Comparison is the thief of joy. We see excessively edited pieces of people’s lives, and in order to keep up with them, we present to the world our own excessively edited content. Even worse, we convince ourselves — sometimes subconsciously — that our unedited realities aren’t good enough. We use filters to improve our original picture; every photo editing app on your phone right now is designed specifically to remind you that your reality isn’t enough.
Social media literally gives us a never-ending stream of material upon which to compare ourselves. Sure, we can talk about how unfair that is and tell our friends how much we struggle with comparison, but do we really have room to complain? Do we really have the right to open up to people about insecurities while we’re absent-mindedly scrolling through Instagram and obsessively refreshing Snapchat?
Honestly, I don’t think we do — at least not until we take charge of our own happiness. If you feel like you struggle with comparison or insecurity, or if you have a tiny suspicion that social media might be consuming your life/thoughts, it’s time to do something. It’s time to peel your eyes and thumbs off the smartphone and refocus.
Stick with me for a minute here: imagine that you’re terribly allergic to mold. And imagine that there’s mold growing all over your house. What would you do? Would you call your friends and tell them that you’re really struggling with breathing lately? Would you purposefully spend time in the rooms with the mold? Would you keep the house wet and warm to feed the problem?
Of course not. You’d use mold cleaning products (real life equivalent: deleting apps), you’d avoid the mold-infested rooms (real life: force yourself not to look at them), and you’d call a professional to assess the damage if need be (real life: see a counselor if your mental health is suffering).
You might think it would be crazy to tell your friends that you’ve been struggling with “breathing” while helplessly sitting in your house full of mold, but it’s no different than opening up about comparison with the source of your struggle sitting in your hand. You know without a doubt that you wouldn’t spend time in the rooms with the most mold, but you spend hours aimlessly scrolling through your feeds. And you probably wouldn’t induce humidity to feed the problem, but every carefully crafted Instagram post and Snapchat selfie you retake 4 times feeds the misrepresentation that’s currently crippling our society.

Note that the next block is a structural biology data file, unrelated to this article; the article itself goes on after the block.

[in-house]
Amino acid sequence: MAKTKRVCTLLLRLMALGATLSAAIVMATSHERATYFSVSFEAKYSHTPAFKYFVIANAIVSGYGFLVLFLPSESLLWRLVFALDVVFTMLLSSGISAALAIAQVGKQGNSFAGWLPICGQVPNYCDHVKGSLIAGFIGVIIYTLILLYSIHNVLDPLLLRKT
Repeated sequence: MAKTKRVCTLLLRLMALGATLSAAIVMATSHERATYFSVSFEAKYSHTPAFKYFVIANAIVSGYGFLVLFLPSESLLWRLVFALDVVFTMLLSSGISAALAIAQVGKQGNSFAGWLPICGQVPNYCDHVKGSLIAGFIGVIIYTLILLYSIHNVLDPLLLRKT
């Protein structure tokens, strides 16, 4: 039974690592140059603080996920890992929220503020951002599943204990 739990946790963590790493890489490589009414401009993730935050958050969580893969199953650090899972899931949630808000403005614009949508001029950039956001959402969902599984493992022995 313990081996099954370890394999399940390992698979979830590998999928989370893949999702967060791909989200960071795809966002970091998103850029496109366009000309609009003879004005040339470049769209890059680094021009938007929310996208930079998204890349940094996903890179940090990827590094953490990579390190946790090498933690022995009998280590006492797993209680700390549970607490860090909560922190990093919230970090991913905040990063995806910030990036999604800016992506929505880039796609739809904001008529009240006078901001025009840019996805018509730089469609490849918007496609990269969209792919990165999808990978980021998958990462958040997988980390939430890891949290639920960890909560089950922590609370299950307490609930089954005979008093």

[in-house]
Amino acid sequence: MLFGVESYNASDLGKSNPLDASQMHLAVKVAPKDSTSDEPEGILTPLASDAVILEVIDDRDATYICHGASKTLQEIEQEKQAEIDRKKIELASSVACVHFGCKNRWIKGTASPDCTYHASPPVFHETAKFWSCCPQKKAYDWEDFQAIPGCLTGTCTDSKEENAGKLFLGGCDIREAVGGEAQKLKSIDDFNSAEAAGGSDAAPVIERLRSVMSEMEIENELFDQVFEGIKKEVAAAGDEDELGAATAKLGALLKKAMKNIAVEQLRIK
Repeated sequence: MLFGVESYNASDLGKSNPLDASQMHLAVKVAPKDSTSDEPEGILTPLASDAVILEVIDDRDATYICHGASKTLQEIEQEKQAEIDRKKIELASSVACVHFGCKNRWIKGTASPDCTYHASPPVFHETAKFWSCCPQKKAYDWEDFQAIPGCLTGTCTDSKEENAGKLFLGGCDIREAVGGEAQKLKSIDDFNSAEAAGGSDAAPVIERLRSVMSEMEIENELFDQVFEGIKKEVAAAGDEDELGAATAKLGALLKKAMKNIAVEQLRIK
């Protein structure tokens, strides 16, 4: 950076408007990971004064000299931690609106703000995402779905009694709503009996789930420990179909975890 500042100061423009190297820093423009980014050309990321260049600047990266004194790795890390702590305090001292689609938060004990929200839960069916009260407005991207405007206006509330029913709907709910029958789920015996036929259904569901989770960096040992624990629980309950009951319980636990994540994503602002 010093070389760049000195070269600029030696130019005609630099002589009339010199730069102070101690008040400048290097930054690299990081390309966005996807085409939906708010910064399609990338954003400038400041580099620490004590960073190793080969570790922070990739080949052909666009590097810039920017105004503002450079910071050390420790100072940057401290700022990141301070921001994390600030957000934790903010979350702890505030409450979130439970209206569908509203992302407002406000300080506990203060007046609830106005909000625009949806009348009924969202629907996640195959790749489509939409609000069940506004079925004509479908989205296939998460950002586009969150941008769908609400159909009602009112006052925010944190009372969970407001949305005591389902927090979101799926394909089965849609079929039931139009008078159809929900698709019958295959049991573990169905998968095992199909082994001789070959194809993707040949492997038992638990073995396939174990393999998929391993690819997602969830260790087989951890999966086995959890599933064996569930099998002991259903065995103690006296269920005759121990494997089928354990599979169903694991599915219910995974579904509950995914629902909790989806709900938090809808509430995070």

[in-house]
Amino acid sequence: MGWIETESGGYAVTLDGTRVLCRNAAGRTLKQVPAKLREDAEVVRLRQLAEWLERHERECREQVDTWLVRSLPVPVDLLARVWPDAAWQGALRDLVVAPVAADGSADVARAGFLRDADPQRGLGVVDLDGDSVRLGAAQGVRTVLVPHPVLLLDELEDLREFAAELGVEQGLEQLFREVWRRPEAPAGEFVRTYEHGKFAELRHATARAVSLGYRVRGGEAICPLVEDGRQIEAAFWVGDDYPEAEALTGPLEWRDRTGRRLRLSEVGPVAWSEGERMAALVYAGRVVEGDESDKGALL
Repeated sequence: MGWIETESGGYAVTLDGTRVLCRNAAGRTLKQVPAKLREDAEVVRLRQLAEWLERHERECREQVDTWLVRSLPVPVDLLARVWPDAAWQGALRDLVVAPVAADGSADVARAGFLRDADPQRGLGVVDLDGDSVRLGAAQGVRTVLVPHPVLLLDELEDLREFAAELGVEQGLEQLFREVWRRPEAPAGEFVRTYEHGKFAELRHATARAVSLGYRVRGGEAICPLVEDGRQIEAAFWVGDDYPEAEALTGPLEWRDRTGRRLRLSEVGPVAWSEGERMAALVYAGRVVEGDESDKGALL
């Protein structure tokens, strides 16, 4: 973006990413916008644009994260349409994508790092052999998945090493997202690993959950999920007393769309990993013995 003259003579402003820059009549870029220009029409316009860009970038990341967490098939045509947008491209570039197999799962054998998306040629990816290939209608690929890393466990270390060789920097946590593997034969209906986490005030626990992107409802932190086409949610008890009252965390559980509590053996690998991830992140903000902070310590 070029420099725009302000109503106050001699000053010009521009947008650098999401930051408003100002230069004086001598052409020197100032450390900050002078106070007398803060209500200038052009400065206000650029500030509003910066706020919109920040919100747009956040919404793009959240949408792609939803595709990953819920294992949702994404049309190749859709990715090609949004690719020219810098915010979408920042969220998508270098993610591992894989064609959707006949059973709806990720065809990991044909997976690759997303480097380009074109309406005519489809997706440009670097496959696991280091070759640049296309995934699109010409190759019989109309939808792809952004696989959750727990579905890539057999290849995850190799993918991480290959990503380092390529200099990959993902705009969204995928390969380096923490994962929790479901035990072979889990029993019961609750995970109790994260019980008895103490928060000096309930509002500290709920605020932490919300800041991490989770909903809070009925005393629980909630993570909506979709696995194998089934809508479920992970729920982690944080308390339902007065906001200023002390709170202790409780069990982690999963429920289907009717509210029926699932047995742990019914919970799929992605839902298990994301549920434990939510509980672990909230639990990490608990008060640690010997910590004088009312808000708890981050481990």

“Did she just say social media is crippling society?”
Yes! She did!
Think about it! No matter where you are, you are never more than 3 clicks away from cheating on your significant other. You are never more than 3 clicks away from copyright infringement, porn, nasty comments on youtube, an argument on Facebook, an Instagram post that your friend never commented on, or an opened arrow on Snapchat reminding you that your crush hasn’t replied in 11 minutes. 12. 13. Refresh. 14. Refresh.
Smartphones and social media applications have added a whole new meaning to the phrase “immediate gratification.” You could say that every relationship — be it romantic, familial, platonic, or the relationship you have with yourself — is currently hanging on by 3 clicks.
So here’s my call to action: stop it. Delete the apps for a few days; give yourself a break. Wake up, stand up, stretch, make coffee, and watch a morning show before you pick up your phone. Read a chapter of a really good book before bed instead of scrolling through all of the things you missed over the last 2 hours.
I can’t disconnect from the world completely (seriously — can anyone?), but I’ll tell you something: the past 5 weeks have been some of the most vibrant and fulfilling of my adult life. Not once have I felt 2-inches-tall because of insecurity. I’ve been more focused on the moment and less consumed by the pictures I’m taking of it. I haven’t thought about writing a caption, reaching a certain number of likes, or having a lot of comments. I’m finding my affirmation in myself, in my faith, and in the people I love.
And maybe one day I’ll re-install the apps, but only when I feel like I’ve grown enough to use them in a way that adds joy to my life rather than anxiety. Until then, I’m happy to be checking in with Facebook only every few days.
Give yourself a break from the constant, unyielding stream of comparison. You deserve it. You’re too good for insecurity.
Don’t let a tiny, pixelated box on your screen influence the real, beautiful, full-of-possibilities life that exists about 10 inches north of the smartphone. You control your worth and your happiness — it’s time to realize it.